The court then went on to hold that with due reliance to Section 16 of R.T.E , that every child had a fundamental right, to get primary education upto elementary level as means to right to life as enshrined under Article 21 of the Constitution of India.

On the question of extent of the right of a minority institution with due regard to the exercise fundamental right of child to receive elementary education, the court held as follows:-“Article 30 (1) of the Constitution protects the rights of the minorities to establish and administer educational institution of their choice. This is essentially a right to create a feeling of security among minorities and a declaration that they will be treated at par with the majority in all respects. Minority institutions have no superior right that can be claimed by them in terms of the Constitution to deny rights of others. The right, as guaranteed under Article 30(1), is to protect the mere right to retain the character of the distinct nature of the culture, social identity, etc. of the minority status. Thus, the special provision is provided to permit them to establish and administer institution such that it retains its identity and character. No minority can be heard to say that to protect their identity, they have a right to trample upon the rights of others which are asserted or claimed not in derogation of goals of Article 30(1) of the Constitution. No right of minority will be affected if a child is ordered to be promoted to a higher level class. As has been noted, protection as envisaged under the Constitution is to protect the minority character of the educational institution. Therefore, when denial of others' rights by such institutions have no nexus or relation with the object of the protection, court has to denounce upon such claim.”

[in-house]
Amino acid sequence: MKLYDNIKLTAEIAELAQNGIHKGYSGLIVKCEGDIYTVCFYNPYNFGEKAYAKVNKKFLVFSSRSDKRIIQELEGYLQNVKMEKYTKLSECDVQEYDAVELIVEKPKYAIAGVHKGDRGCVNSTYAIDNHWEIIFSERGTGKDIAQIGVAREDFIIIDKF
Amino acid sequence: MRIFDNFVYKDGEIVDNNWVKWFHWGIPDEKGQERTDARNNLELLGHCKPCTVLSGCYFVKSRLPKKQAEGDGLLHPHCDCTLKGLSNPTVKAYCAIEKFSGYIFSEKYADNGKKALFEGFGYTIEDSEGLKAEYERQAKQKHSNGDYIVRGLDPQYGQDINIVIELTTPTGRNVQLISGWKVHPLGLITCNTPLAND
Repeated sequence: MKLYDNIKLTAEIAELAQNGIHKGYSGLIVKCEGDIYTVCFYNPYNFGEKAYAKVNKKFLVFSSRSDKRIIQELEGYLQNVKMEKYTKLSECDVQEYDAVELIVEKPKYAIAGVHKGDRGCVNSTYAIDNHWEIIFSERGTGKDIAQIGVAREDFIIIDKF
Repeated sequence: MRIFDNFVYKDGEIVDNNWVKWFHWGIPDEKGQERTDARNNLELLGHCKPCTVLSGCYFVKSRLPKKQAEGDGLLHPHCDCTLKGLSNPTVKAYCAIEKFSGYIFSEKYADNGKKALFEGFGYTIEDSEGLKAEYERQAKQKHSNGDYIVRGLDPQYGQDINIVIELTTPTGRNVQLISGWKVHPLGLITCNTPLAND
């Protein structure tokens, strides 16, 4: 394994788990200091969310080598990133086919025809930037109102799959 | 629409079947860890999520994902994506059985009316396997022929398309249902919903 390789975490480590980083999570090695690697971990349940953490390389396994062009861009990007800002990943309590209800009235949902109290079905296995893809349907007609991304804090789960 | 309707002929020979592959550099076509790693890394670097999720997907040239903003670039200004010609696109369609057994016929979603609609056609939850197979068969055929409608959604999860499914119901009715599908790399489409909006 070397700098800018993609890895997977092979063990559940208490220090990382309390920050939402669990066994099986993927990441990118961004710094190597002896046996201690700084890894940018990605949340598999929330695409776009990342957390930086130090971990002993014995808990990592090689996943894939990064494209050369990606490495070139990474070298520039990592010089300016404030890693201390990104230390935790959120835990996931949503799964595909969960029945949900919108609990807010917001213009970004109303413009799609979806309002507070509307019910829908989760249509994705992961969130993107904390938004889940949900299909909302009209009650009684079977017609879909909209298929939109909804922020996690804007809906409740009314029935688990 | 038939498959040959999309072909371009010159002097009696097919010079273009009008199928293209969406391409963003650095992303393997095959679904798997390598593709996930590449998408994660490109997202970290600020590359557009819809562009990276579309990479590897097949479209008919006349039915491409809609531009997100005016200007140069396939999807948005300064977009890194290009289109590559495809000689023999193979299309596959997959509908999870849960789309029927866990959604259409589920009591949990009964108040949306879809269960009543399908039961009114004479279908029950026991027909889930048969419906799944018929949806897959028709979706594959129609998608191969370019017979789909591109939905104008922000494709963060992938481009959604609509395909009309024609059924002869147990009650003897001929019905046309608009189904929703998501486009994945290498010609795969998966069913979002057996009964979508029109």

The Court then directed the school authorities to pay a compensation of Rs 25,000 to the student .The compensation has been directed to deposited as a fixed deposit with interest payable for the benefit of the child till the child attained the age of 18 years. The Court also imposed a further cost of Rs 10,000/-on the school authorities to be paid to the petitioner within a month for failure to comply with the order of the Government and Kerala State Commission for protection of child rights.

Read the Judgment here.

Next Story